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ACLU pushing feds to right wrongful convictions, sentences

Posted August 8, 2012

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— As many as 3,000 federal prisoners in North Carolina could be serving unfair sentences, according to the American Civil Liberties Union, which says the U.S. Department of Justice isn't doing enough to solve the problem.

Anyone convicted of a prior crime punishable by more than a year in prison cannot legally own a gun. For about two decades, federal prosecutors in North Carolina applied that law using the worst-case scenario, meaning a defendant's actual sentence didn't matter.

Prosecutors used the theory that a defendant was guilty of a federal weapons violation if someone with a longer rap sheet could have gotten a year for a previous crime. The 4th U.S. Circuit Court of Appeals ruled last August that wasn't a fair application of the law.

The ACLU says some people were unjustly convicted, while others were given as much as a decade more in prison than they should have received.

Chris Brook, state legal director for the group, said federal prosecutors haven't identified or notified most of the people wrongly convicted or sentenced. In some cases, he said, they have used procedural moves to keep innocent people in jail.

"First, identify who's potentially entitled to this relief. Second, where there is that relief, don't stand in the way of it coming down, and third, let's do this in a timely fashion," he said.

The anniversary of the appeals court ruling is next Friday, and Brook said prisoners could have a harder time appeals after that deadline.

Allison Price, a spokeswoman for the Justice Department, said the agency is reviewing the ACLU's request.

"We are in the process of finalizing our position, within the confines of the law and in the interests of justice, as to how best to provide relief for defendants who, by virtue of a subsequent court decision, are no longer guilty of a federal crime," Price said in a statement.

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  • dollibug Aug 9, 2012

    ****dollibug, but I think you've witnessed innocent people refuse the plea deals and get railroaded here in Wake County, too.

    I have indeed....there is CORRUPTION AND COVER UP EVERYWHERE....I am still wondering just why the citizens of Wake County do not speak up and VOICE their concerns to the
    North Carolina General Assembly. They are the only people who can make a difference...I am not even sure though that even these people are aware of just what is going on in the court system...

  • Alexia.1 Aug 9, 2012

    dollibug, but I think you've witnessed innocent people refuse the plea deals and get railroaded here in Wake County, too. There's no good answer, except to ask prosecutors to be absolutely certain the person they're trying to send to jail did, indeed, commit the crime.

  • dollibug Aug 9, 2012

    INNOCENT PEOPLE get indicted, tried and convicted for a crime that they are not guilty of....or they are pressured, tricked, fooled, coerced, threaten or whatever you care to call it...into *taking a plea deal, knowing that they are not GUILTY OF ANY CRIME*....trust me...this happens and it happens a lot....so please do not be fooled....INNOCENT PEOPLE SHOULD NEVER EVER ACCEPT A PLEA DEAL FOR SOMETHING THAT THEY ARE NOT GUILTY OF....PERIOD...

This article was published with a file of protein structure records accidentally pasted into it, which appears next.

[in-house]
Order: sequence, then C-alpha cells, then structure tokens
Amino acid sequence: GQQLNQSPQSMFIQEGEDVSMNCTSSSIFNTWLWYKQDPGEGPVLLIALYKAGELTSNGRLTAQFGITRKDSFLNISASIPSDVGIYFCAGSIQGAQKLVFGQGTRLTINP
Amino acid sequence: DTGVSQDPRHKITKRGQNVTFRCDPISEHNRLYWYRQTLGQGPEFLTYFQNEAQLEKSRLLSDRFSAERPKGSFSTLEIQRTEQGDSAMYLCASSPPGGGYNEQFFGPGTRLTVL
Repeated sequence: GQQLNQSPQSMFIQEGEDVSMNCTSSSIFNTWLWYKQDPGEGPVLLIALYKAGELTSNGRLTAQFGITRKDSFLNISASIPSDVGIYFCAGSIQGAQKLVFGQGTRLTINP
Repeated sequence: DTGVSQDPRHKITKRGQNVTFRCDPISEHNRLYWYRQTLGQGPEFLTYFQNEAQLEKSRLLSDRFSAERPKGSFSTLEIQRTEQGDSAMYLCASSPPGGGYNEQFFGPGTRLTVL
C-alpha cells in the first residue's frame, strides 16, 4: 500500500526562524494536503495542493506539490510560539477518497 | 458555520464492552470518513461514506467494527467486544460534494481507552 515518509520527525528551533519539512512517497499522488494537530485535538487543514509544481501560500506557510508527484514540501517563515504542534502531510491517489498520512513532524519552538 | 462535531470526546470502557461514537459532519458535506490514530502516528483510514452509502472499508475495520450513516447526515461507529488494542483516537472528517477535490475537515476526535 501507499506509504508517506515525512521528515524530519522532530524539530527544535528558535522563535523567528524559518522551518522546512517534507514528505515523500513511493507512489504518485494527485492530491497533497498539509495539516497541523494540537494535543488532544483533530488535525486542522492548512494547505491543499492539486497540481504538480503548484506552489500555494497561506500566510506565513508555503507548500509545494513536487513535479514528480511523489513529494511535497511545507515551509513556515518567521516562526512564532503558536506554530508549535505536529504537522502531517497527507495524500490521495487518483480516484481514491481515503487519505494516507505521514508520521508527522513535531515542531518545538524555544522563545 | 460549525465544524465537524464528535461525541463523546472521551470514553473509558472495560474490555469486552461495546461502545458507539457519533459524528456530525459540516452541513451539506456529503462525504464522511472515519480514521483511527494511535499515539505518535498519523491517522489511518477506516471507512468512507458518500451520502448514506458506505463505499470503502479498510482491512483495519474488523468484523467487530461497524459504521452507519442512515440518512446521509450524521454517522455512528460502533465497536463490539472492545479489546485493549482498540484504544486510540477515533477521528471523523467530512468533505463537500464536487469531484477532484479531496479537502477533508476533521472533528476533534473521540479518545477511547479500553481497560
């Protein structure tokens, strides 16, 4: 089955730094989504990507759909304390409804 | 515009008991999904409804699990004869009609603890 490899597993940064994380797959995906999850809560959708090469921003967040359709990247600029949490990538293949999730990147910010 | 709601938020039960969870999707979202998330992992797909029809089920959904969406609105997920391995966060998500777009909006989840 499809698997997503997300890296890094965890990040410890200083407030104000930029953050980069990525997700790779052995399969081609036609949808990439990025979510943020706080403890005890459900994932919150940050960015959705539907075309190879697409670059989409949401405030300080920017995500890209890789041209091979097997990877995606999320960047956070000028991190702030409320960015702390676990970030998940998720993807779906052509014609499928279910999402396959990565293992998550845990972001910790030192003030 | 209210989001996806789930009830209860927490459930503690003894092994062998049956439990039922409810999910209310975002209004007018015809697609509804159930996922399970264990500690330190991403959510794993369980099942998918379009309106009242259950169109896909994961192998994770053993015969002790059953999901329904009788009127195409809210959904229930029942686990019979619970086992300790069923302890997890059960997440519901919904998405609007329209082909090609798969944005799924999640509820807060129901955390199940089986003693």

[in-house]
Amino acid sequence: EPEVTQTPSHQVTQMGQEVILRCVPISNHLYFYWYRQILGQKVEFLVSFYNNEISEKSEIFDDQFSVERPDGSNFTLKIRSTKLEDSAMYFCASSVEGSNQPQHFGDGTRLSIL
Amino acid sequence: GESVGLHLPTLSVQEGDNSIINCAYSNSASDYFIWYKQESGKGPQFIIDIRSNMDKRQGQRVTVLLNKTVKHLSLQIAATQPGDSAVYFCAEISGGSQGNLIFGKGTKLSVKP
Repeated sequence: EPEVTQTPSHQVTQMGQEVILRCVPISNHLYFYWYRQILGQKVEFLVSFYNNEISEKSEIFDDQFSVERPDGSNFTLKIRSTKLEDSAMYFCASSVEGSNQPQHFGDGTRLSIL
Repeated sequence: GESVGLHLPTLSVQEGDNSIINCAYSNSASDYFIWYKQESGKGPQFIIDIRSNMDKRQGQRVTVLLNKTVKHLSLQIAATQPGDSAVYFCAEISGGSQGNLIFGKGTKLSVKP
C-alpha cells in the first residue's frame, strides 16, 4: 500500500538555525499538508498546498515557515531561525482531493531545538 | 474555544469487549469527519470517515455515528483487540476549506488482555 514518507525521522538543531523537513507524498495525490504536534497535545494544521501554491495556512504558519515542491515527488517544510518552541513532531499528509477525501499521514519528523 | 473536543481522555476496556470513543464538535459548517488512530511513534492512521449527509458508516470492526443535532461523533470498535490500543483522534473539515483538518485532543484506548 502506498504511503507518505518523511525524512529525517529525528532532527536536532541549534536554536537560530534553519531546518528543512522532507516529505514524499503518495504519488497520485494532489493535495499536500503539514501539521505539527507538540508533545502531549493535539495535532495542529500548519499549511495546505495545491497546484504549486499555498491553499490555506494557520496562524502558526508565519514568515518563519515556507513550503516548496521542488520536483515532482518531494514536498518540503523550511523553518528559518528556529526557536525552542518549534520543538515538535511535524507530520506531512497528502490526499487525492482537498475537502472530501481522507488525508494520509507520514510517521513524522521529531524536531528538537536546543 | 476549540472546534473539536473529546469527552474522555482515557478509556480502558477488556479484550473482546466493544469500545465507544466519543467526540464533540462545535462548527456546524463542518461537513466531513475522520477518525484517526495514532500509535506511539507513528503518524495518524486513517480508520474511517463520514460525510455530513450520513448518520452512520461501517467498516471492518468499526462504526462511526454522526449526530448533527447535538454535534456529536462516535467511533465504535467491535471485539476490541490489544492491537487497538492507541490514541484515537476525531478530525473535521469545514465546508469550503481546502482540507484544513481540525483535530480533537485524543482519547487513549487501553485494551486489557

• boneymaroney13 Aug 9, 2012

    "And they were not sentenced in accordance with the law . . . " Really?! Guess we have a bunch of judges that don't know what they are doing.

  • boneymaroney13 Aug 9, 2012

    You should "RUN" from anything that has the ACLU's hands in it!!!

  • alexandertammy Aug 9, 2012

    runt over said: "They are in jail for a reason and there is no too long for them to be there."

    As an example, would you think it was unreasonable for you to go to prison for 5 years for a parking ticket? The article is saying that some have been wrongfully sentenced by as much as a DECADE. That's insane.

    Snakebite Survivor said: "I suspect most of them probably belong in jail for various crimes they never got caught for."

    That attitude is one of the primary causes of wrongful convictions.

  • TheBigLC Aug 9, 2012

    American Civil Liberties Union. Now that's an oxymoron if Ive ever heard one.

  • BubbaDukeforPresident Aug 9, 2012

    I'm of the opinion that we execute immediately and then we won't have to go through endless appeals and pressure from activists groups who want to coddle criminals and control everyone else's lives.

  • Banned4Life Aug 9, 2012

    Yes, it's not like we've never heard about a conviction being overturned, or an innocent in jail for 20 years being released because of new evidence or anything like that. Hey, they were convicted by 12 members of society who are perfect. After having been suspected and arrested by police who are perfect. And prosecuted by someone who is perfect. (We know all prosecutors are perfect since we've never heard of any prosecutorial misconduct here have we?) If these folks want to investigate something, why is it a concern of anyone's other than them and the convict? It's not like they're gonna say "oh, this one's innocent!" and the prison doors swing wide open.

  • linspace Aug 9, 2012

    I really have to scratch my head when I read comments like those above. Whether we have any sympathy for these convicted criminals or not (and I suspect most of them probably belong in jail for various crimes they never got caught for), we do live in a society of laws. And they were not sentenced in accordance with the law, and deserve fair and consistent treatment.
    Snakebite Survivor

    If we want tougher sentences.. change the laws.. but I agree with you.. we must sentence under current laws no matter how we feel! On another note.. are you really a snakebite survivor? seriously.. what type..

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